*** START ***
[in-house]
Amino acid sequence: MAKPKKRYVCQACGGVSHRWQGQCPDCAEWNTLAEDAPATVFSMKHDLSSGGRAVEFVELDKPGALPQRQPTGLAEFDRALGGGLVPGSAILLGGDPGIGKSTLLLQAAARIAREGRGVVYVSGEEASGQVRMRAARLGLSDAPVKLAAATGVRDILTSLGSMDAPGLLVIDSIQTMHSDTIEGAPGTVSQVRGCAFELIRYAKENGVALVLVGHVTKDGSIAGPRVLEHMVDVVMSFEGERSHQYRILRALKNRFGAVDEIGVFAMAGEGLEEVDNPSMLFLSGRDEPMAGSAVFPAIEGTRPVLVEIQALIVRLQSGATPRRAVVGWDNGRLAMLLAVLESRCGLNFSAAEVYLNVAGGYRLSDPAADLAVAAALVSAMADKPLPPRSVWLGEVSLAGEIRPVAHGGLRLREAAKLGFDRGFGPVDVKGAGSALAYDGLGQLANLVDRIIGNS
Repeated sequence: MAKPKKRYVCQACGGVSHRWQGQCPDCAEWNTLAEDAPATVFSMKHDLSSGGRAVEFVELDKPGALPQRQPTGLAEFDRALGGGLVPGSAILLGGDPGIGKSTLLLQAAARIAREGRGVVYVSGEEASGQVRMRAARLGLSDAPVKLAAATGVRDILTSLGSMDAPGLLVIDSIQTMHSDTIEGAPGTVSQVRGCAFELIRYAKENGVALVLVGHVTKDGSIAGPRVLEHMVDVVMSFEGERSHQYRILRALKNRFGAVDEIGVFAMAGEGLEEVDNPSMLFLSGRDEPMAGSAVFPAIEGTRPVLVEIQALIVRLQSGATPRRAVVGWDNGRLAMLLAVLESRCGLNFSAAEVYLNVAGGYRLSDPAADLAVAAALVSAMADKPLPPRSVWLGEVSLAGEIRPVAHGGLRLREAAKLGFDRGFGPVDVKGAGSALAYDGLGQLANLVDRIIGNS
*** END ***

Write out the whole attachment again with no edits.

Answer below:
[in-house]
Amino acid sequence: MAKPKKRYVCQACGGVSHRWQGQCPDCAEWNTLAEDAPATVFSMKHDLSSGGRAVEFVELDKPGALPQRQPTGLAEFDRALGGGLVPGSAILLGGDPGIGKSTLLLQAAARIAREGRGVVYVSGEEASGQVRMRAARLGLSDAPVKLAAATGVRDILTSLGSMDAPGLLVIDSIQTMHSDTIEGAPGTVSQVRGCAFELIRYAKENGVALVLVGHVTKDGSIAGPRVLEHMVDVVMSFEGERSHQYRILRALKNRFGAVDEIGVFAMAGEGLEEVDNPSMLFLSGRDEPMAGSAVFPAIEGTRPVLVEIQALIVRLQSGATPRRAVVGWDNGRLAMLLAVLESRCGLNFSAAEVYLNVAGGYRLSDPAADLAVAAALVSAMADKPLPPRSVWLGEVSLAGEIRPVAHGGLRLREAAKLGFDRGFGPVDVKGAGSALAYDGLGQLANLVDRIIGNS
Repeated sequence: MAKPKKRYVCQACGGVSHRWQGQCPDCAEWNTLAEDAPATVFSMKHDLSSGGRAVEFVELDKPGALPQRQPTGLAEFDRALGGGLVPGSAILLGGDPGIGKSTLLLQAAARIAREGRGVVYVSGEEASGQVRMRAARLGLSDAPVKLAAATGVRDILTSLGSMDAPGLLVIDSIQTMHSDTIEGAPGTVSQVRGCAFELIRYAKENGVALVLVGHVTKDGSIAGPRVLEHMVDVVMSFEGERSHQYRILRALKNRFGAVDEIGVFAMAGEGLEEVDNPSMLFLSGRDEPMAGSAVFPAIEGTRPVLVEIQALIVRLQSGATPRRAVVGWDNGRLAMLLAVLESRCGLNFSAAEVYLNVAGGYRLSDPAADLAVAAALVSAMADKPLPPRSVWLGEVSLAGEIRPVAHGGLRLREAAKLGFDRGFGPVDVKGAGSALAYDGLGQLANLVDRIIGNS